Salman Ahmed Shaikh
In this article, we take a brief look at the theory of firm in Islamic economics and how a firm’s objectives and governing framework is different in Islamic economic framework as compared to the neoclassical and value-neutral economic framework.
Amin et al (2003) explains that in the Islamic economic framework, it is assumed that economic agents are guided by Islamic values. Thus, a Muslim producer, being accountable to Allah, treats the resources at his command as a trust and the production of goods as a duty, and he will base his production decisions on the concept of ‘maslaha’. The author opines that a producer in an Islamic market could still be profit-driven; but, being governed by the Shariah, the Islamic producer’s valuation of economic costs will be modified. Hence, the producer will internalize the externalities in its utility and cost functions.
Discussing the goal of the firm in Islamic economic framework, Hasan (2002) argues that it is important to understand what is being maximized, how, and for what purpose. He says that maximizing survival, employment, equity, or the pleasure of God would probably be welcome to most of the people. The author opines that if the firms fulfill their Islamic duties towards the consumers, the employees, and the society in general in arriving at their total revenue curves, then profit maximization is not objectionable. He argues for internalizing social costs and benefits to enable the use of profit maximization with requisite modifications and restrictions.
In exploring mathematical modeling of a firm’s behavior, Metwally (1997) describes an Islamic firm as one that would seek the maximization of utility which is a function of the amount of profits and the amount of spending on charity or good deeds. The author suggests using utility as a broad function which includes net profits as well as charity as parameters. However, the amount of profit would, after the payment of all imposed taxes (Zakat and other dues) be no less than a minimum level which is ‘safe’ to keep the firm in business.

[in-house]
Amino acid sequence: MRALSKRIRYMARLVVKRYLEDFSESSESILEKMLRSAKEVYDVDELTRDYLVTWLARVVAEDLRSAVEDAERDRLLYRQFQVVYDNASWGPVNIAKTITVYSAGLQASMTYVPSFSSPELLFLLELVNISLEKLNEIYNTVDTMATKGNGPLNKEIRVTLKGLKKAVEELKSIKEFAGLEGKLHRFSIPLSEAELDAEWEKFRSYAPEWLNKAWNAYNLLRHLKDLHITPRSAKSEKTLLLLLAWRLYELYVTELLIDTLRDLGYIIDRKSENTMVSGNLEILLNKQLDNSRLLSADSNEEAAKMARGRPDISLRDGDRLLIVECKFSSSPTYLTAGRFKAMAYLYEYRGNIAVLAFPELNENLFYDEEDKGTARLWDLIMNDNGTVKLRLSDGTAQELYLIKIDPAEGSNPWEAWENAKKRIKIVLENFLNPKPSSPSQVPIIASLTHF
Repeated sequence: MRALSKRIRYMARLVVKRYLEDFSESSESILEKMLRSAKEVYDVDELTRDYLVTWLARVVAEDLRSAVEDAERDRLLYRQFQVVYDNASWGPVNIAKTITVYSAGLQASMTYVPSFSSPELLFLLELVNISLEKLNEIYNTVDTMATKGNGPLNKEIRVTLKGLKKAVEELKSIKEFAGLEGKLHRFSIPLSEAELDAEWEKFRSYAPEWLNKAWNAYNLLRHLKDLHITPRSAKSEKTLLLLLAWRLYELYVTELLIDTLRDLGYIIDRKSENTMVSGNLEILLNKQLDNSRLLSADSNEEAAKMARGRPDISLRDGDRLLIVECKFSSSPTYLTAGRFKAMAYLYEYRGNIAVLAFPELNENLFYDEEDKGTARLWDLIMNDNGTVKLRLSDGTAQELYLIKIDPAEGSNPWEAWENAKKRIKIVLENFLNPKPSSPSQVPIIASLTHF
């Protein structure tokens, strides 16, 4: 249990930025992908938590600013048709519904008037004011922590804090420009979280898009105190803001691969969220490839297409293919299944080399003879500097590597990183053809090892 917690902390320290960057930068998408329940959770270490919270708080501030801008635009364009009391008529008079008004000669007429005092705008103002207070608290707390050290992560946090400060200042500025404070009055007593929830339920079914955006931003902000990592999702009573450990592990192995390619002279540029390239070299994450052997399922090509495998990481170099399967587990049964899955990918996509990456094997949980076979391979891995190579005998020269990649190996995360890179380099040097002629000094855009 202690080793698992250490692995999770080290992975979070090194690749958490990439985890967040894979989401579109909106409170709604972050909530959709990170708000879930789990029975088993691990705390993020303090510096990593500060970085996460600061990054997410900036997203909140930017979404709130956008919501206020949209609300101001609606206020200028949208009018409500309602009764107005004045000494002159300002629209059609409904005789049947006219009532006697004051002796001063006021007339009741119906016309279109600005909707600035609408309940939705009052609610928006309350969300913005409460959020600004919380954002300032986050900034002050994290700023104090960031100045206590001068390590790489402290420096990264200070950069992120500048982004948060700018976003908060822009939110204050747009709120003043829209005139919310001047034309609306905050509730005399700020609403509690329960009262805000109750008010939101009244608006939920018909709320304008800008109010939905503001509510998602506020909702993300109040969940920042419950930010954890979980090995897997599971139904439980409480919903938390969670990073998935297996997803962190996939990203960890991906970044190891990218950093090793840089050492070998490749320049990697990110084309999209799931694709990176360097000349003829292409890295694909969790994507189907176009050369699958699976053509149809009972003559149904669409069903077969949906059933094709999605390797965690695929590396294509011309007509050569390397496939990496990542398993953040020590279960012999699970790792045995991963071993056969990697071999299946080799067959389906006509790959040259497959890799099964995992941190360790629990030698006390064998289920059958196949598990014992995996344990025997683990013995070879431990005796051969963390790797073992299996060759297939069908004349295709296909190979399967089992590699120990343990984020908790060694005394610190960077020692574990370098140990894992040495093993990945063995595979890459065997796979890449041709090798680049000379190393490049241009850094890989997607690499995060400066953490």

In another mathematical formulation, Bendjilali & Taher (1990) argue that even in imperfect market structure like a monopoly, if the monopolist is concerned about the social welfare, then he will be willing to partially sacrifice his profits in order to attain efficiency and minimize social welfare loss.
Hence, it could be appreciated that several authors have emphasized on the ethical and spiritual rationality in the firm’s behavior. In a value neutral framework, there is no cap or mechanism to solve problem of a human’s greed. In fact, a value neutral framework provides a cover to follow, pursue, harness and practice greed. On the other hand, Islam addresses hearts and first of all, it attempts to purify the heart and encourages compassion and shared responsibility through reminding about afterlife accountability.
Amin, M. Ruzita & Yusof, A. Selamah (2003), “Allocative Efficiency of Profit Maximization: An Islamic Perspective”, Review of Islamic Economics, No. 13, pp. 5-21.
Bendjilali, Boualem, and Farid B. Taher (1990) “A Zero Efficiency Loss Monopolist: An Islamic Perspective”, The American Journal of Islamic Social Sciences, 7(1): 219-32.
Hasan, Zubair (2002), Maximization Postulates and Their Efficacy for Islamic Economics, The American Journal of Islamic Social Sciences, 19 (1), pp. 95 – 118.
Metwally, M.M. (1997) “Economic Consequences of Applying Islamic Principles in Muslim Societies”, International Journal of Social Sciences, 24(7, 8, 9): 941-57.